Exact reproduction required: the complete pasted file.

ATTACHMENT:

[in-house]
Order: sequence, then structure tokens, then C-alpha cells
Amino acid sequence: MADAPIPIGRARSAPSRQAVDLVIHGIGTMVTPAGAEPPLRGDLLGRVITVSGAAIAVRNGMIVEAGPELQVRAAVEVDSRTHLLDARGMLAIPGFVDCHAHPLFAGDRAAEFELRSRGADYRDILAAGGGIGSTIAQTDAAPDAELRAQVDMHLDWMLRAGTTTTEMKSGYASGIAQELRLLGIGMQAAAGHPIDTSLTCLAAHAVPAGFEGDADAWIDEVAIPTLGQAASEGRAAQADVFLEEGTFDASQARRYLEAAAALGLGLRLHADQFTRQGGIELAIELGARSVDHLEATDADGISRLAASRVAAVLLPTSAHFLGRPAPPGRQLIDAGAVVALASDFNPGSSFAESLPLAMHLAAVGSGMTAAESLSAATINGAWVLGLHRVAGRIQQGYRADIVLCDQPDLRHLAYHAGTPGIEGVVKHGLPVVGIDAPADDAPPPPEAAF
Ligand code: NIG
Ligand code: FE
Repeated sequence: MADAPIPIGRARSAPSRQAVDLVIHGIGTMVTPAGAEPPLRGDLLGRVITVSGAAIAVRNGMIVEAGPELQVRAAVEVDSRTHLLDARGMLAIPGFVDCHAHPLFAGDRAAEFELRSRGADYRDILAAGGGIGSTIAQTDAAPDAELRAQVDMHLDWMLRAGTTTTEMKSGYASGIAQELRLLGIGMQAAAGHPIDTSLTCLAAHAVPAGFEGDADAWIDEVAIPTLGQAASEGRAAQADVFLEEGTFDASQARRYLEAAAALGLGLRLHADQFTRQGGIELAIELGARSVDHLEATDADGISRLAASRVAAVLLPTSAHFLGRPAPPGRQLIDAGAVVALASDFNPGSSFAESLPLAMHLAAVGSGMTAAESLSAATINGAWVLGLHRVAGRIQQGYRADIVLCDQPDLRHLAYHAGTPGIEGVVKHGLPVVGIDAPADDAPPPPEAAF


[in-house]
Order: sequence, then structure tokens, then C-alpha cells
Amino acid sequence: MADAPIPIGRARSAPSRQAVDLVIHGIGTMVTPAGAEPPLRGDLLGRVITVSGAAIAVRNGMIVEAGPELQVRAAVEVDSRTHLLDARGMLAIPGFVDCHAHPLFAGDRAAEFELRSRGADYRDILAAGGGIGSTIAQTDAAPDAELRAQVDMHLDWMLRAGTTTTEMKSGYASGIAQELRLLGIGMQAAAGHPIDTSLTCLAAHAVPAGFEGDADAWIDEVAIPTLGQAASEGRAAQADVFLEEGTFDASQARRYLEAAAALGLGLRLHADQFTRQGGIELAIELGARSVDHLEATDADGISRLAASRVAAVLLPTSAHFLGRPAPPGRQLIDAGAVVALASDFNPGSSFAESLPLAMHLAAVGSGMTAAESLSAATINGAWVLGLHRVAGRIQQGYRADIVLCDQPDLRHLAYHAGTPGIEGVVKHGLPVVGIDAPADDAPPPPEAAF
Ligand code: NIG
Ligand code: FE
Repeated sequence: MADAPIPIGRARSAPSRQAVDLVIHGIGTMVTPAGAEPPLRGDLLGRVITVSGAAIAVRNGMIVEAGPELQVRAAVEVDSRTHLLDARGMLAIPGFVDCHAHPLFAGDRAAEFELRSRGADYRDILAAGGGIGSTIAQTDAAPDAELRAQVDMHLDWMLRAGTTTTEMKSGYASGIAQELRLLGIGMQAAAGHPIDTSLTCLAAHAVPAGFEGDADAWIDEVAIPTLGQAASEGRAAQADVFLEEGTFDASQARRYLEAAAALGLGLRLHADQFTRQGGIELAIELGARSVDHLEATDADGISRLAASRVAAVLLPTSAHFLGRPAPPGRQLIDAGAVVALASDFNPGSSFAESLPLAMHLAAVGSGMTAAESLSAATINGAWVLGLHRVAGRIQQGYRADIVLCDQPDLRHLAYHAGTPGIEGVVKHGLPVVGIDAPADDAPPPPEAAF